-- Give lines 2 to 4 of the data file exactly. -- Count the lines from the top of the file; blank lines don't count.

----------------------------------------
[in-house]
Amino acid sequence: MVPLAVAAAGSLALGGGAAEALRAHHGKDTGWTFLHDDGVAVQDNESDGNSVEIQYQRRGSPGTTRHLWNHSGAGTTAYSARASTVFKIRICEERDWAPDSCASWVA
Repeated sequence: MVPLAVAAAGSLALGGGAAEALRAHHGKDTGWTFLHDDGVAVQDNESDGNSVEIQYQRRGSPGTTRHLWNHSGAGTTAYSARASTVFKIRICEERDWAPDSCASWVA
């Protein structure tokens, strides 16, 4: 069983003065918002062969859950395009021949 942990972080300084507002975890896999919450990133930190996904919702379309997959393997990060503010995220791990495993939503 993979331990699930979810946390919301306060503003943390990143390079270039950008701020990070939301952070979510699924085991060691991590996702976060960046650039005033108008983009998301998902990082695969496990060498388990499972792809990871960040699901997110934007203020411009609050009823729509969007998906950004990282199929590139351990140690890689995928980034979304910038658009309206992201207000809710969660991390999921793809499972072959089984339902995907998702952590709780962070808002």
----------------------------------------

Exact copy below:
Amino acid sequence: MVPLAVAAAGSLALGGGAAEALRAHHGKDTGWTFLHDDGVAVQDNESDGNSVEIQYQRRGSPGTTRHLWNHSGAGTTAYSARASTVFKIRICEERDWAPDSCASWVA
Repeated sequence: MVPLAVAAAGSLALGGGAAEALRAHHGKDTGWTFLHDDGVAVQDNESDGNSVEIQYQRRGSPGTTRHLWNHSGAGTTAYSARASTVFKIRICEERDWAPDSCASWVA
């Protein structure tokens, strides 16, 4: 069983003065918002062969859950395009021949 942990972080300084507002975890896999919450990133930190996904919702379309997959393997990060503010995220791990495993939503 993979331990699930979810946390919301306060503003943390990143390079270039950008701020990070939301952070979510699924085991060691991590996702976060960046650039005033108008983009998301998902990082695969496990060498388990499972792809990871960040699901997110934007203020411009609050009823729509969007998906950004990282199929590139351990140690890689995928980034979304910038658009309206992201207000809710969660991390999921793809499972072959089984339902995907998702952590709780962070808002």